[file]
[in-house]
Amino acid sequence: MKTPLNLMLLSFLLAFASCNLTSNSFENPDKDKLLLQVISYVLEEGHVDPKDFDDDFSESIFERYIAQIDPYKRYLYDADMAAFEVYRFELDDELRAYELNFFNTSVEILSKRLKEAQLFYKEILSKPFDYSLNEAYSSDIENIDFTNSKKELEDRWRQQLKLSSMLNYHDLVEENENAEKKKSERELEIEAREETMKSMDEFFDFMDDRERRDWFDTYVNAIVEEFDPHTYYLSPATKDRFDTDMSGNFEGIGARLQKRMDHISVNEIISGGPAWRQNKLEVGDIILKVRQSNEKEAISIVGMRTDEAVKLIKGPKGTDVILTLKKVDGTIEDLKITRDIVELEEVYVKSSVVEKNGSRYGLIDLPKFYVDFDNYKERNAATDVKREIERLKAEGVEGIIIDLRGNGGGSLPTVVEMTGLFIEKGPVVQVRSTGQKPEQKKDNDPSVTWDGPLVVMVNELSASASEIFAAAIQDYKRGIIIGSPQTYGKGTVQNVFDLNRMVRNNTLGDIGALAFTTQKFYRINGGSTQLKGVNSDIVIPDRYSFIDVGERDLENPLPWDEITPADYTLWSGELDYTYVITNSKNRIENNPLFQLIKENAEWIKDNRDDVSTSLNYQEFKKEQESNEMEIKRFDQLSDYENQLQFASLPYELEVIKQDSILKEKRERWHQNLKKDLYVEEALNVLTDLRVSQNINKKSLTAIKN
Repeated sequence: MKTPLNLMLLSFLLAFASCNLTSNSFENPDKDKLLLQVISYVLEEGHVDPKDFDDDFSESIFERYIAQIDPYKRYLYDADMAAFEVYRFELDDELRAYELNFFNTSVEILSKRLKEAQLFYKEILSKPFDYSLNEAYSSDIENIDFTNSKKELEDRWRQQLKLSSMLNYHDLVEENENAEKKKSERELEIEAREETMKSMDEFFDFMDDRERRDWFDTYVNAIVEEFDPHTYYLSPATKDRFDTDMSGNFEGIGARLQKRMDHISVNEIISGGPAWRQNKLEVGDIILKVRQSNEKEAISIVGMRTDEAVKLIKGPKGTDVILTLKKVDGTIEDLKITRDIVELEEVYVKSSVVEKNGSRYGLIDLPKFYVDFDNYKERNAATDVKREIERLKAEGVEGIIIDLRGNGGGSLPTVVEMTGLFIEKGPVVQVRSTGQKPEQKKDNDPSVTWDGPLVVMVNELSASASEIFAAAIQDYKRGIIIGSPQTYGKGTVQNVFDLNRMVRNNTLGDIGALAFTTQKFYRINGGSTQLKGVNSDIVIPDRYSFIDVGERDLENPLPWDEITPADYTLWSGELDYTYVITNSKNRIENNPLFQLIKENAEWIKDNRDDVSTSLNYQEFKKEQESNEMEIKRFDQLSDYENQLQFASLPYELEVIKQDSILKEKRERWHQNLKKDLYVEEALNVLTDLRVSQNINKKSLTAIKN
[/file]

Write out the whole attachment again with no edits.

[in-house]
Amino acid sequence: MKTPLNLMLLSFLLAFASCNLTSNSFENPDKDKLLLQVISYVLEEGHVDPKDFDDDFSESIFERYIAQIDPYKRYLYDADMAAFEVYRFELDDELRAYELNFFNTSVEILSKRLKEAQLFYKEILSKPFDYSLNEAYSSDIENIDFTNSKKELEDRWRQQLKLSSMLNYHDLVEENENAEKKKSERELEIEAREETMKSMDEFFDFMDDRERRDWFDTYVNAIVEEFDPHTYYLSPATKDRFDTDMSGNFEGIGARLQKRMDHISVNEIISGGPAWRQNKLEVGDIILKVRQSNEKEAISIVGMRTDEAVKLIKGPKGTDVILTLKKVDGTIEDLKITRDIVELEEVYVKSSVVEKNGSRYGLIDLPKFYVDFDNYKERNAATDVKREIERLKAEGVEGIIIDLRGNGGGSLPTVVEMTGLFIEKGPVVQVRSTGQKPEQKKDNDPSVTWDGPLVVMVNELSASASEIFAAAIQDYKRGIIIGSPQTYGKGTVQNVFDLNRMVRNNTLGDIGALAFTTQKFYRINGGSTQLKGVNSDIVIPDRYSFIDVGERDLENPLPWDEITPADYTLWSGELDYTYVITNSKNRIENNPLFQLIKENAEWIKDNRDDVSTSLNYQEFKKEQESNEMEIKRFDQLSDYENQLQFASLPYELEVIKQDSILKEKRERWHQNLKKDLYVEEALNVLTDLRVSQNINKKSLTAIKN
Repeated sequence: MKTPLNLMLLSFLLAFASCNLTSNSFENPDKDKLLLQVISYVLEEGHVDPKDFDDDFSESIFERYIAQIDPYKRYLYDADMAAFEVYRFELDDELRAYELNFFNTSVEILSKRLKEAQLFYKEILSKPFDYSLNEAYSSDIENIDFTNSKKELEDRWRQQLKLSSMLNYHDLVEENENAEKKKSERELEIEAREETMKSMDEFFDFMDDRERRDWFDTYVNAIVEEFDPHTYYLSPATKDRFDTDMSGNFEGIGARLQKRMDHISVNEIISGGPAWRQNKLEVGDIILKVRQSNEKEAISIVGMRTDEAVKLIKGPKGTDVILTLKKVDGTIEDLKITRDIVELEEVYVKSSVVEKNGSRYGLIDLPKFYVDFDNYKERNAATDVKREIERLKAEGVEGIIIDLRGNGGGSLPTVVEMTGLFIEKGPVVQVRSTGQKPEQKKDNDPSVTWDGPLVVMVNELSASASEIFAAAIQDYKRGIIIGSPQTYGKGTVQNVFDLNRMVRNNTLGDIGALAFTTQKFYRINGGSTQLKGVNSDIVIPDRYSFIDVGERDLENPLPWDEITPADYTLWSGELDYTYVITNSKNRIENNPLFQLIKENAEWIKDNRDDVSTSLNYQEFKKEQESNEMEIKRFDQLSDYENQLQFASLPYELEVIKQDSILKEKRERWHQNLKKDLYVEEALNVLTDLRVSQNINKKSLTAIKN